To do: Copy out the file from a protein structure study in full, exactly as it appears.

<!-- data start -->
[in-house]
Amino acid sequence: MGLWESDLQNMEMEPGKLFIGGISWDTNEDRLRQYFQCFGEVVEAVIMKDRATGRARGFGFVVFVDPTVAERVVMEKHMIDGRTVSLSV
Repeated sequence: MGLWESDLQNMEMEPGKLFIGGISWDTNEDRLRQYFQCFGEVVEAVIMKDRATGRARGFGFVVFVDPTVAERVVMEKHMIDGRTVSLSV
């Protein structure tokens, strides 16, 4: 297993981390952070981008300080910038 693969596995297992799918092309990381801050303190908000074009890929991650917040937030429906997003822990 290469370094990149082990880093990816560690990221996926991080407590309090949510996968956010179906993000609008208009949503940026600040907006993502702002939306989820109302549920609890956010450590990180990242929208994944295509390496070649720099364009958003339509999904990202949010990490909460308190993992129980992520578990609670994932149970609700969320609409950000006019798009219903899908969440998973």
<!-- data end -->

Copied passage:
[in-house]
Amino acid sequence: MGLWESDLQNMEMEPGKLFIGGISWDTNEDRLRQYFQCFGEVVEAVIMKDRATGRARGFGFVVFVDPTVAERVVMEKHMIDGRTVSLSV
Repeated sequence: MGLWESDLQNMEMEPGKLFIGGISWDTNEDRLRQYFQCFGEVVEAVIMKDRATGRARGFGFVVFVDPTVAERVVMEKHMIDGRTVSLSV
């Protein structure tokens, strides 16, 4: 297993981390952070981008300080910038 693969596995297992799918092309990381801050303190908000074009890929991650917040937030429906997003822990 290469370094990149082990880093990816560690990221996926991080407590309090949510996968956010179906993000609008208009949503940026600040907006993502702002939306989820109302549920609890956010450590990180990242929208994944295509390496070649720099364009958003339509999904990202949010990490909460308190993992129980992520578990609670994932149970609700969320609409950000006019798009219903899908969440998973």